When standard letter rates increased to 1½d in July 1950, it was realised that stocks of the 1938 King George VI stamp would be inadequate. An urgent order was placed for another printing from England, but to fill the gap until stocks arrived a provisional stamp overprinted on the 1931 Arms Postal Fiscals design was issued.

1964 7d Provisional.
When airmail postage rates increased from 6d to 7d there was no stamp in the 1960 Definitives issue to cover this rate - the 7d Definitive not being issued until 1966. To fill the gap, the 1931 Arms Postal Fiscals die was used with no value printed in the panels at the top and bottom, but with 7d overprinted in black. The 1965 Sir Winston Churchill - Commonwealth Day commemorative also helped span the gap until 1966.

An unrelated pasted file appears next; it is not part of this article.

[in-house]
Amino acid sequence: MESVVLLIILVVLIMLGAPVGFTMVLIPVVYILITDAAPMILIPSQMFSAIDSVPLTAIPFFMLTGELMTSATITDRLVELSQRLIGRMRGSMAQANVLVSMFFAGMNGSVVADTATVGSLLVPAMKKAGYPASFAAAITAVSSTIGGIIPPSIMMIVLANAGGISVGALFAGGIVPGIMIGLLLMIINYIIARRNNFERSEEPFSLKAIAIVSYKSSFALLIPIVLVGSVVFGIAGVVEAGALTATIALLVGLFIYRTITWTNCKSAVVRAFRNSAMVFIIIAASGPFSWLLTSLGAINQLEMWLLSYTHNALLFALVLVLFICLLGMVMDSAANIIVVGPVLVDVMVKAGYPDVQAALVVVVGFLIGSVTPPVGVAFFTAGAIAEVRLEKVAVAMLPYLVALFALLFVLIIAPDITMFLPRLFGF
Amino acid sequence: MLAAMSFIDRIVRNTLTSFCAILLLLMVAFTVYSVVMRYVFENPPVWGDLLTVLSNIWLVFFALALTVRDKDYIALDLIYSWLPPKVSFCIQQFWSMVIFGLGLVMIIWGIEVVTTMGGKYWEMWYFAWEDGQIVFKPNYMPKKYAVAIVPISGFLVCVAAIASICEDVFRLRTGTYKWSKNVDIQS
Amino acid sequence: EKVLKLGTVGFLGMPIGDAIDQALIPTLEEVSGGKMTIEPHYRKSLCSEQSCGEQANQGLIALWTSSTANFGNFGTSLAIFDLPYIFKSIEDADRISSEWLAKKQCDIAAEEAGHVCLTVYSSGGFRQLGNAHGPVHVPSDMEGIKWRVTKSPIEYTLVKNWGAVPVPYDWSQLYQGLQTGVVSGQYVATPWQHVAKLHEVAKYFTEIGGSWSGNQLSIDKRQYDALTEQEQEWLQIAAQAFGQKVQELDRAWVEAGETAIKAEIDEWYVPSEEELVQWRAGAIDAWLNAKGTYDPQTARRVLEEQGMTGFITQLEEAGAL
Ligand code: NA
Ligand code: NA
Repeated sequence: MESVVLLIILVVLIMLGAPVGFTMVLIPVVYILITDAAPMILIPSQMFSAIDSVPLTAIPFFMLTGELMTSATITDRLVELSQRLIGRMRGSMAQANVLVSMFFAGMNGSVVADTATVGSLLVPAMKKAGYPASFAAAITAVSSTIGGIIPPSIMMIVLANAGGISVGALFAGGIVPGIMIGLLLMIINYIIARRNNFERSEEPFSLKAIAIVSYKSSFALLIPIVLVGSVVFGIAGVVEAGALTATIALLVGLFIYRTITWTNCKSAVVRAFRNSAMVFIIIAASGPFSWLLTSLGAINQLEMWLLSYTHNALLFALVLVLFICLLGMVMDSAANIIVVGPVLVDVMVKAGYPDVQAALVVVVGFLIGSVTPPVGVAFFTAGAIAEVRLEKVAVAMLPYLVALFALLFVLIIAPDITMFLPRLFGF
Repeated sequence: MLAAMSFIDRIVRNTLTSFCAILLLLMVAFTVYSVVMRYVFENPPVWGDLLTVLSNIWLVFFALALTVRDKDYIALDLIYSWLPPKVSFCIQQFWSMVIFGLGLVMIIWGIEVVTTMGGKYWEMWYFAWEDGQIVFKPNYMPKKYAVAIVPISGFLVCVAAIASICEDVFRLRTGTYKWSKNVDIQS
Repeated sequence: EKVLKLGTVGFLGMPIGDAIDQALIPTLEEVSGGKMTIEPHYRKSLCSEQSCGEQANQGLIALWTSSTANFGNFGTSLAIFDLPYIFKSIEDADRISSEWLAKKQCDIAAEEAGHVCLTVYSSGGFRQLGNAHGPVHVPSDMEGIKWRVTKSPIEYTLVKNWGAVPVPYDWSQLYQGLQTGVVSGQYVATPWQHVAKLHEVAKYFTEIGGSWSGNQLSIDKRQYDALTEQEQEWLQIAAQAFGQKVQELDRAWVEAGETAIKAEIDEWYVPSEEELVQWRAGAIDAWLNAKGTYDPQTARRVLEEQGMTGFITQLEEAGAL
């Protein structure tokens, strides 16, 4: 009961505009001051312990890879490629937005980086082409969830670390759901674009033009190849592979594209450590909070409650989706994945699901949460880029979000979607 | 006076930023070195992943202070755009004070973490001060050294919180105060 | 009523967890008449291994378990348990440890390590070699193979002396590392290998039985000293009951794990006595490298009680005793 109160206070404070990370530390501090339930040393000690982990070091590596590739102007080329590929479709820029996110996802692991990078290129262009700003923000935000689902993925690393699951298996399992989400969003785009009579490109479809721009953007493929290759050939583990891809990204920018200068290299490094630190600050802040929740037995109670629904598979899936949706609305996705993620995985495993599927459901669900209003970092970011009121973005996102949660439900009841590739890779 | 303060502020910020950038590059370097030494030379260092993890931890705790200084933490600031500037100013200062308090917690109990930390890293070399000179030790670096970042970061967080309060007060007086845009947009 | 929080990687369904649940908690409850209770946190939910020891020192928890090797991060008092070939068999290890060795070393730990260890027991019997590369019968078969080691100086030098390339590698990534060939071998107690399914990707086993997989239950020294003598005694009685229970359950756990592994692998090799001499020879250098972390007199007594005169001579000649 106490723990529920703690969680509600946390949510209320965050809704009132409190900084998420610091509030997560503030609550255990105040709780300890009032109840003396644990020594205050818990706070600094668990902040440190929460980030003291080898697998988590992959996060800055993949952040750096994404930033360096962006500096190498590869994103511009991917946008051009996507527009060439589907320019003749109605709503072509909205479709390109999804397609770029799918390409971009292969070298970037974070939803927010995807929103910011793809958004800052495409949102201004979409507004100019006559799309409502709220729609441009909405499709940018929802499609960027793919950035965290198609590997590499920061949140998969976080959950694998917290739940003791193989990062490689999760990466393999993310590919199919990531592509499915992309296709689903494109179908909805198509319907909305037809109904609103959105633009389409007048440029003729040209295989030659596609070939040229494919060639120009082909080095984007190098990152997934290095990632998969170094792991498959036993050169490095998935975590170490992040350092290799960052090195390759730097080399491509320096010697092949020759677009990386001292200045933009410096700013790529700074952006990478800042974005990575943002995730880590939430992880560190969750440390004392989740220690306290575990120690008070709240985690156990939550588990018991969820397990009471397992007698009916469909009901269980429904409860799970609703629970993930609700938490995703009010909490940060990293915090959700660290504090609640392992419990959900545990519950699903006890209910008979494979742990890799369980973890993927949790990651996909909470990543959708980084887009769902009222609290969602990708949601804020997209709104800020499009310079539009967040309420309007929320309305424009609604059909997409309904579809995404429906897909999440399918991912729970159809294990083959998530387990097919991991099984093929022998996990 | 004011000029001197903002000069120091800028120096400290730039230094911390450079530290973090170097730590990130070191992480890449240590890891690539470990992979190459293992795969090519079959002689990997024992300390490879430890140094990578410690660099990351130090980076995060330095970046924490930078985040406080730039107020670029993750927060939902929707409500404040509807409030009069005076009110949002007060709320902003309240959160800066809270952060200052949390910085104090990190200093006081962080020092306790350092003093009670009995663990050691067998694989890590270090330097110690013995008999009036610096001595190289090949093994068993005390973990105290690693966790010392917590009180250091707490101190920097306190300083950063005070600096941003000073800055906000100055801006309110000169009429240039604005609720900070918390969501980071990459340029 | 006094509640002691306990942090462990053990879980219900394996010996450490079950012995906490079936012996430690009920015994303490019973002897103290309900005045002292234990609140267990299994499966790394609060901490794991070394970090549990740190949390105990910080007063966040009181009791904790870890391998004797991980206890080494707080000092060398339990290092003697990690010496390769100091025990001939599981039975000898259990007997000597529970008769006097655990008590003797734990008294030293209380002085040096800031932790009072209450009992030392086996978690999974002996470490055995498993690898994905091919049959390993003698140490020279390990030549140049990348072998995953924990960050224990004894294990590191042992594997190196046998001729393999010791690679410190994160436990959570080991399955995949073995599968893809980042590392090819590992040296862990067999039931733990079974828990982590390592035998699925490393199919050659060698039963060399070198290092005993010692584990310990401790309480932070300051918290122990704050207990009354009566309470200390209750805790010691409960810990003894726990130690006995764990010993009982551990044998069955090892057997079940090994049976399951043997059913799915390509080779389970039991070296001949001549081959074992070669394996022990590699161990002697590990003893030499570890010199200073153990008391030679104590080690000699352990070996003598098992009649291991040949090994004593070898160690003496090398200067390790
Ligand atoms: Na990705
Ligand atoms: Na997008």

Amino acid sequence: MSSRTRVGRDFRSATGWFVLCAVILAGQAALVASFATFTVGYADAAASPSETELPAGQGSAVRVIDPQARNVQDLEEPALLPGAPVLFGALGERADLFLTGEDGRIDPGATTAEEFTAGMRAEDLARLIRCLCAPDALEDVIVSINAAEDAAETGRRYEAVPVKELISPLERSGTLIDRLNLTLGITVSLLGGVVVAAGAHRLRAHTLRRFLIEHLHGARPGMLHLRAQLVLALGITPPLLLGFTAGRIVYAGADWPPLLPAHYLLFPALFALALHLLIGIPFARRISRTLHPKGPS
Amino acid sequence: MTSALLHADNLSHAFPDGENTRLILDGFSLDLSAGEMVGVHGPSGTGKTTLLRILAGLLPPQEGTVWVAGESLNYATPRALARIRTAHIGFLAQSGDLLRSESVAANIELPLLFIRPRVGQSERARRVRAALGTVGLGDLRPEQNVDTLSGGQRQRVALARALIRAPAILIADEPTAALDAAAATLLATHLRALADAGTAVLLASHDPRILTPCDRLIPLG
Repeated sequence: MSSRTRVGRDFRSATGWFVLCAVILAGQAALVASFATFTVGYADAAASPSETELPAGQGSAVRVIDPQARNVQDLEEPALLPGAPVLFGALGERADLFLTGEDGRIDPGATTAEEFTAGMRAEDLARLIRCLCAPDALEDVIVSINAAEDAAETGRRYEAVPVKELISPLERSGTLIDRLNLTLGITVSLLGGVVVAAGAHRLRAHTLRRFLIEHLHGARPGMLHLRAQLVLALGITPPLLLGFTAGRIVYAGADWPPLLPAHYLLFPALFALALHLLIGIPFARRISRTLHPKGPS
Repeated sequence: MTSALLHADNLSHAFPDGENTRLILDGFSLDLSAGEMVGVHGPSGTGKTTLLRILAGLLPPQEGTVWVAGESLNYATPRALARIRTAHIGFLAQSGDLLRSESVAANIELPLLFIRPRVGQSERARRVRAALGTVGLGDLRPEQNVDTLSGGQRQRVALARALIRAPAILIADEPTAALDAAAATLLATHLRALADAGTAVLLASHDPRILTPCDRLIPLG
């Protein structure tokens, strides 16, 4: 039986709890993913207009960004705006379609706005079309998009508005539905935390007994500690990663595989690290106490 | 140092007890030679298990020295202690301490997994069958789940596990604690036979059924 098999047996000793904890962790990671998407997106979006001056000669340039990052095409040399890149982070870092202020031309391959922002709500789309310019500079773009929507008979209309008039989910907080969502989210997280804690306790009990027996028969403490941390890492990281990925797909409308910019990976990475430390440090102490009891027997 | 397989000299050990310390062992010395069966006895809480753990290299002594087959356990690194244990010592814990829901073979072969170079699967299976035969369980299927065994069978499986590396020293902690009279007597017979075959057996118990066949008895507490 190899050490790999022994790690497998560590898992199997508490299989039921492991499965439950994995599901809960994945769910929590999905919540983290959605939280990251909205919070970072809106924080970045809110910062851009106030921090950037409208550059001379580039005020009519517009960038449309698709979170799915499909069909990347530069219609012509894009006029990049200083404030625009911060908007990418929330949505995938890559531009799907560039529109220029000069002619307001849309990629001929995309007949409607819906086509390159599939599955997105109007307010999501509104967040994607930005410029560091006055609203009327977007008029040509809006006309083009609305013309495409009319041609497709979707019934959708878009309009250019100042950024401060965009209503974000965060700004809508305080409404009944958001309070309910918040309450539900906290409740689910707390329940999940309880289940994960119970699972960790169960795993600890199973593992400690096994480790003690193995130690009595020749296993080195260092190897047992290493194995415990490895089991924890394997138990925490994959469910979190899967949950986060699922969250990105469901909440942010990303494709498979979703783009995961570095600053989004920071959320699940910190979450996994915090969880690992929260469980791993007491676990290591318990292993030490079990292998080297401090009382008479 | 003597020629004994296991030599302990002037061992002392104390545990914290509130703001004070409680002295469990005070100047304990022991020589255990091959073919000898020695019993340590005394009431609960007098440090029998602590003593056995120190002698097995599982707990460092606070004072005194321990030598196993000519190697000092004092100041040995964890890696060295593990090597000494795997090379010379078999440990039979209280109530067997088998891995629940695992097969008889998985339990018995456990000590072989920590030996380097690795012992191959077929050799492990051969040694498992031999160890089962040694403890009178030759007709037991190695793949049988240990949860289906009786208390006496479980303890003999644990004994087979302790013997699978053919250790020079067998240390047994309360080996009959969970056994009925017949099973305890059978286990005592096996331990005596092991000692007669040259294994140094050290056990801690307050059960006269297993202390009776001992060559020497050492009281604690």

Since this stamp was mainly used for overseas airmail, the bulk of used stamps left the country and so this case the used stamps are than mint ones. In December, 2014, a mint copy would be worth 80c while the same stamp used is worth $1.80.

1967 Decimal Arms Postal Fiscals.
A new set of four decimal postal fiscal stamps were printed in July 1967 to coincide with the introduction of decimal currency. All four values were authorised for and typically used for postage purposes. 

$4 Violet.                                            $6 Green.

$8 Light Blue.                                $10 Dark Blue.

Some of the images and prices in this post were used with permission from the illustrated catalogue of StampsNZ
You can visit their web site and On-line Catalogue at, 

Some information on this post came from the NZ Post Web Site.